Just in case you find yourself rereading the title of this blog over and over thinking you missed something, I promise you read it correctly the first time. Every divorced/divorcing parent should be thankful for their ex (or soon to be ex) spouse. As a divorce attorney, I realize that such a lofty suggestion is a hard feat to accomplish year round, even for parents who are happily married.
Our lives have become complicated and chaotic. The concepts of “multi-tasking” and “work-life balance” test our will each and every day. We spend our days rushing through life from what seems to be one obligation after the other. After people divorce, another layer of complications are thrown into the mix. The spouse on whom you used to rely upon to have dinner ready at 6:00 p.m. or pick up Johnny from soccer practice is no longer there each day. These now “single parents” are forced to fill, not only the daily multiple roles they already filled during the marriage (dinner maker, dog walker, homework helper, carpool driver, etc.), but now they are required to take on the daily roles of the other spouse as well.
I realize that because of our overly busy lives, it is easy to lose sight of how much your ex really does for the children you share. Therefore, I suggest that on Thanksgiving, a holiday specifically dedicated to “thankfulness” for the many blessings in life, you should also be thankful for your ex. I dare to go as far to say that you should consider sharing this thankfulness with your ex. While you may not be able to the first Thanksgiving you spend apart, you will find that you may muster up the courage as the years pass and your children grow older. The old adage “a little goes a long way”, in my experience, is therapeutic for divorced parents trying to co-parent.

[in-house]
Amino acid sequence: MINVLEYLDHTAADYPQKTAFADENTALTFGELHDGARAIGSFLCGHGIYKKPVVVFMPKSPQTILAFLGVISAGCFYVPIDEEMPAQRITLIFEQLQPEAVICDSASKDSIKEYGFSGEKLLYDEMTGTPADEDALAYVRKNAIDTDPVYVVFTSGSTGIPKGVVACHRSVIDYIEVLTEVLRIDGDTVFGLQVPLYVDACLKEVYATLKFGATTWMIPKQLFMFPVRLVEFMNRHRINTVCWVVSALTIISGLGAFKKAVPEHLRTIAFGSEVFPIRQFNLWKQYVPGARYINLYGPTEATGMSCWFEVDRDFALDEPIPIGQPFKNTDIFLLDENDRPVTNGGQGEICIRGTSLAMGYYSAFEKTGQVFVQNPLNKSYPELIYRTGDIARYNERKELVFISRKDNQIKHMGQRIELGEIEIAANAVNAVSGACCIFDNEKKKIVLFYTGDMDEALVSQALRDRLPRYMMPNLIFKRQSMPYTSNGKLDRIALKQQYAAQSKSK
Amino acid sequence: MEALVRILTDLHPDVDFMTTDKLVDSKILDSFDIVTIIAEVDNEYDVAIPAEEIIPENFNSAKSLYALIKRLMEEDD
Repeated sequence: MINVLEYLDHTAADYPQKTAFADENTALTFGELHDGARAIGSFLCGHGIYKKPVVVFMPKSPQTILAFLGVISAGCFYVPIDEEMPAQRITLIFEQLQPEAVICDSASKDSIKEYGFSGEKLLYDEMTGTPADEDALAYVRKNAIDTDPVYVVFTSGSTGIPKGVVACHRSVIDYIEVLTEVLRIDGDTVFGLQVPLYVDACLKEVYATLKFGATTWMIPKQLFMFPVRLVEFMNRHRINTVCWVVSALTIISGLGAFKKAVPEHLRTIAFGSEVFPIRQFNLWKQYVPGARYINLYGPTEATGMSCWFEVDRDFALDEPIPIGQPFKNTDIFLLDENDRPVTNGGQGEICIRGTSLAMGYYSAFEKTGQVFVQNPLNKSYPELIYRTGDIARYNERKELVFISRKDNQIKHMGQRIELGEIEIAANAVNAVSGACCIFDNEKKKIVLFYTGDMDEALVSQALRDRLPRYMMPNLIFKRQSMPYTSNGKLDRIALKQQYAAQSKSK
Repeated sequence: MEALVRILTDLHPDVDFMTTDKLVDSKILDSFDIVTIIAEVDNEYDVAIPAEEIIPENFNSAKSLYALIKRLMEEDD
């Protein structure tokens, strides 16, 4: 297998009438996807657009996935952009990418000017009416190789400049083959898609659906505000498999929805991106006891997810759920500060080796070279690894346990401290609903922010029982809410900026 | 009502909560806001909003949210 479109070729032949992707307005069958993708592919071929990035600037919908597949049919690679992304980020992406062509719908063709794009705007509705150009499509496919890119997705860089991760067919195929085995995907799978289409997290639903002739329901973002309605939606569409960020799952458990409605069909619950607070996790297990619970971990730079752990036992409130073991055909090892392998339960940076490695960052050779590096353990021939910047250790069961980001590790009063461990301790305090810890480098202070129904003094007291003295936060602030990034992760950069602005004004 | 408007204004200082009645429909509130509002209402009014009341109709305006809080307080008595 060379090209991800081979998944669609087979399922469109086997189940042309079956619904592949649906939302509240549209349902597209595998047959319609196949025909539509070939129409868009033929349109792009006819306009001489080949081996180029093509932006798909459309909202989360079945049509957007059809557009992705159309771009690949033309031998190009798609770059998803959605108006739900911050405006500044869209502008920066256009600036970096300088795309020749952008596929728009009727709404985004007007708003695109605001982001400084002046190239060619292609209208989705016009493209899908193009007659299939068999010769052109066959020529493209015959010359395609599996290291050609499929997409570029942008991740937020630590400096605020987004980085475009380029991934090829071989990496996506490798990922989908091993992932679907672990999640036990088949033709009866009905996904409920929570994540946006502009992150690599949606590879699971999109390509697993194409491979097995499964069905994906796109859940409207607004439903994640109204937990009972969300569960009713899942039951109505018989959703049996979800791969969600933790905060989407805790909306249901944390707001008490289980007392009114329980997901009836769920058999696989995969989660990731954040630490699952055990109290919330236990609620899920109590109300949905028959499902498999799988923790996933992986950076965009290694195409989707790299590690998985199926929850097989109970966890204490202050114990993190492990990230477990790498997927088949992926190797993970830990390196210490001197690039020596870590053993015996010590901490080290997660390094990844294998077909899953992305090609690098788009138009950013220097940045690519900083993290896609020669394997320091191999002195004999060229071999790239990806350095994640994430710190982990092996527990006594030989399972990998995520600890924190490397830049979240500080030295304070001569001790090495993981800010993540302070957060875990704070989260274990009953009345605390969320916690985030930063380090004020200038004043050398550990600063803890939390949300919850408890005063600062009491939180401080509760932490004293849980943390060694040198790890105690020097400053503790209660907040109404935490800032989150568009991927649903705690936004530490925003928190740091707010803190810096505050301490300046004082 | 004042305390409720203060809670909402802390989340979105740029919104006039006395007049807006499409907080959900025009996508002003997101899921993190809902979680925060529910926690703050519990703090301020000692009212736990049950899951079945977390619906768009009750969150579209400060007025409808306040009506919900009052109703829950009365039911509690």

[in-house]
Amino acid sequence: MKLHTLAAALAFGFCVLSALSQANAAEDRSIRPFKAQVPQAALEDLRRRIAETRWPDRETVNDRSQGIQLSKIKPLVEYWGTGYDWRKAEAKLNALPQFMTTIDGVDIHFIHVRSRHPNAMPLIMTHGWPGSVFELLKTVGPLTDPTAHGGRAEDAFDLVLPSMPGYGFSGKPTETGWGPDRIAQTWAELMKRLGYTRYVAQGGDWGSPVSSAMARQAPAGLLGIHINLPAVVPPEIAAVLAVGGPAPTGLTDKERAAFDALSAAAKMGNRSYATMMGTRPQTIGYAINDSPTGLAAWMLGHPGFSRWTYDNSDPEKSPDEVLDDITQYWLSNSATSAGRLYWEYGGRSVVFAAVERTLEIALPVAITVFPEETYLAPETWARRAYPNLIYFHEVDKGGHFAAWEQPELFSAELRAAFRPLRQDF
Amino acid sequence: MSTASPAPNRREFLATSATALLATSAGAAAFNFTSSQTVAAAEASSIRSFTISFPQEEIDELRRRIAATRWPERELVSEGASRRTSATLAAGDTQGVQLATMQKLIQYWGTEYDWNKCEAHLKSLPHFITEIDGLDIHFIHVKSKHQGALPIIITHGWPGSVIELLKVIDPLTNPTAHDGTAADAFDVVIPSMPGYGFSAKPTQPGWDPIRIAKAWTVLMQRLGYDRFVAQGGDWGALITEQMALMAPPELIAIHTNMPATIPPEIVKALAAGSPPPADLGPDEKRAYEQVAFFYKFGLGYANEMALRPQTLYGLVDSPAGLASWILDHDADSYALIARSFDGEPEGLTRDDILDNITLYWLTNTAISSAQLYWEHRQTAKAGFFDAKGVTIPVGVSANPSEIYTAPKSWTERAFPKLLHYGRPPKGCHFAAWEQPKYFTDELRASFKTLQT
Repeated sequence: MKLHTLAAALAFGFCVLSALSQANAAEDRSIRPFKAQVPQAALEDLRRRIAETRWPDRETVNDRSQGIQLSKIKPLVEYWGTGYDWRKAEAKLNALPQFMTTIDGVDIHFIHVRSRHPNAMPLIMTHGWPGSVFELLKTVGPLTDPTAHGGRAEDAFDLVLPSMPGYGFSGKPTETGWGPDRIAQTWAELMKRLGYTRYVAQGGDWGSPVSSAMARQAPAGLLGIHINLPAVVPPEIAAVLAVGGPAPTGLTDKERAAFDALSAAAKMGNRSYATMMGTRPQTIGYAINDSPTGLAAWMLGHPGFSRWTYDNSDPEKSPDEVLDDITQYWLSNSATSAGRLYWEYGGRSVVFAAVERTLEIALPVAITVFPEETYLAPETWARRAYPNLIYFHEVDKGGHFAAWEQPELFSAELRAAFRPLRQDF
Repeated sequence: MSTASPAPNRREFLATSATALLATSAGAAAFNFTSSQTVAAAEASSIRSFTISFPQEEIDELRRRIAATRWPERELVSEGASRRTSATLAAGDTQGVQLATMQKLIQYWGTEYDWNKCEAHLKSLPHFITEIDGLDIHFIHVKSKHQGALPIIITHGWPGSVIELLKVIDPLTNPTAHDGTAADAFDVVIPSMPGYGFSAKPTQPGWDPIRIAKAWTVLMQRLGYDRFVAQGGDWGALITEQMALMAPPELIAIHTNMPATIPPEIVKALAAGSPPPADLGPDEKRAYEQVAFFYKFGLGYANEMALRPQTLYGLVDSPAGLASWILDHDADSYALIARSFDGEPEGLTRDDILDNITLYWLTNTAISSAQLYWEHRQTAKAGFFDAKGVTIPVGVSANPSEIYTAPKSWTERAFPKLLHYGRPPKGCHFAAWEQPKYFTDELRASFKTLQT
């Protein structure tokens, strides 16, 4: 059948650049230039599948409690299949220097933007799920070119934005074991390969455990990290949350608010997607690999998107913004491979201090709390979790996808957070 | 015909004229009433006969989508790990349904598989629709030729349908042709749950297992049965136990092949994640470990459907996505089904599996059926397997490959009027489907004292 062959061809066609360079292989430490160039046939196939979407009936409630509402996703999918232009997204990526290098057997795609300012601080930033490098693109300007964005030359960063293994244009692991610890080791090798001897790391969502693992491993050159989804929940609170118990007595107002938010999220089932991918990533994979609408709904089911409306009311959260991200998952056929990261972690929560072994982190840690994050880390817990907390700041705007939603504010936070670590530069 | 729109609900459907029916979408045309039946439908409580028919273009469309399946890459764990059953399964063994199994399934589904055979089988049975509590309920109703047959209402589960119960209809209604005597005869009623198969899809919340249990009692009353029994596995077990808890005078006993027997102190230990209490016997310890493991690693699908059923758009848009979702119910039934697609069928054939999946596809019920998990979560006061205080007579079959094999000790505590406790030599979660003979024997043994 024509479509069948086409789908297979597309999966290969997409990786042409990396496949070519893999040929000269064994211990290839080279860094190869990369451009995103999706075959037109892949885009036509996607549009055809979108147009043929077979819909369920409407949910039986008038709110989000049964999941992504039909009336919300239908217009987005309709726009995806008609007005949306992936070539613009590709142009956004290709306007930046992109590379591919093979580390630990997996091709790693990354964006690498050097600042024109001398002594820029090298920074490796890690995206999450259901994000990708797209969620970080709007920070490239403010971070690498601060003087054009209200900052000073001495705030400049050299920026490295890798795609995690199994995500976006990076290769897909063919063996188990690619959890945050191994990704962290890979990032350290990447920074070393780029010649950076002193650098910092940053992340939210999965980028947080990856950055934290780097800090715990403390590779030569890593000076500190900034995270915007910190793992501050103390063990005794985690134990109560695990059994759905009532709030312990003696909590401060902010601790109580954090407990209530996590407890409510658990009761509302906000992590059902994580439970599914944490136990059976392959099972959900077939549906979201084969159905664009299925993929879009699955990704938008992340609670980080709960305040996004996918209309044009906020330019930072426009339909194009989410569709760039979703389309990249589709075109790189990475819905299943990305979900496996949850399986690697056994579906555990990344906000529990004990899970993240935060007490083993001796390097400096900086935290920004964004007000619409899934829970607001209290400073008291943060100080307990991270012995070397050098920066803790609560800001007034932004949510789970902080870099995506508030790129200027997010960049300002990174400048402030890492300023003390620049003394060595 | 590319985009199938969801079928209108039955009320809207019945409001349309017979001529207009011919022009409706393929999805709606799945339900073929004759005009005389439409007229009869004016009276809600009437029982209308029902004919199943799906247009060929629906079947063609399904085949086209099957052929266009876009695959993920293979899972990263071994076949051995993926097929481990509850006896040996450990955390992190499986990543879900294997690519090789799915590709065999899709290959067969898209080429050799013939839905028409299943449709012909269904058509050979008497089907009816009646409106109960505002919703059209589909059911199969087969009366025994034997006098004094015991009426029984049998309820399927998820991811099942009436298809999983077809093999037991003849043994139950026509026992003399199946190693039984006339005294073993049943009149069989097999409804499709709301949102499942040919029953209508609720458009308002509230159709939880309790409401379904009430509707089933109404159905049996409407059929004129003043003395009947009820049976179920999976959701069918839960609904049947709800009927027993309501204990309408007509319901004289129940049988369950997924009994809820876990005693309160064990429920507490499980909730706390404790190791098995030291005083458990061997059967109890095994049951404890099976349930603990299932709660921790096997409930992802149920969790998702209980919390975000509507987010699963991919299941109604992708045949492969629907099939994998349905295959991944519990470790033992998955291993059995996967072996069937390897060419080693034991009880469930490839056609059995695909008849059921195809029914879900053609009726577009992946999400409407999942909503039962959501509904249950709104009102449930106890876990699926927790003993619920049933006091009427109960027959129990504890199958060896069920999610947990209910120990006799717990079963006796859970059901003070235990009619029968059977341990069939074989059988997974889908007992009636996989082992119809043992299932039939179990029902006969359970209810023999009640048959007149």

To be clear, I am in no way suggesting that this “thankfulness” requires a grandiose gesture – in fact, just the opposite. Even just a simple “thank you” in a short note or when you are dropping the children off for holiday parenting time with your ex, will work wonders to ease the strain on your relationship. More importantly, these small gestures remind your children that even though their parents are no longer married that does not mean they should not be thankful for their family.
In the end, one simple important fact remains — without your ex, your children as you know them, would not exist. Remind your ex the inverse of this is true as well. You may even find yourself thanking them more than once a year.
Lauren K. Beaver is an attorney in Fox Rothschild LLP’s Family Law Practice Group. Lauren practices in the firm’s Princeton, New Jersey office representing clients on issues relating to divorce, custody, parenting time, support and equitable distribution. Lauren can be reached at (609) 844-3027 or email@example.com.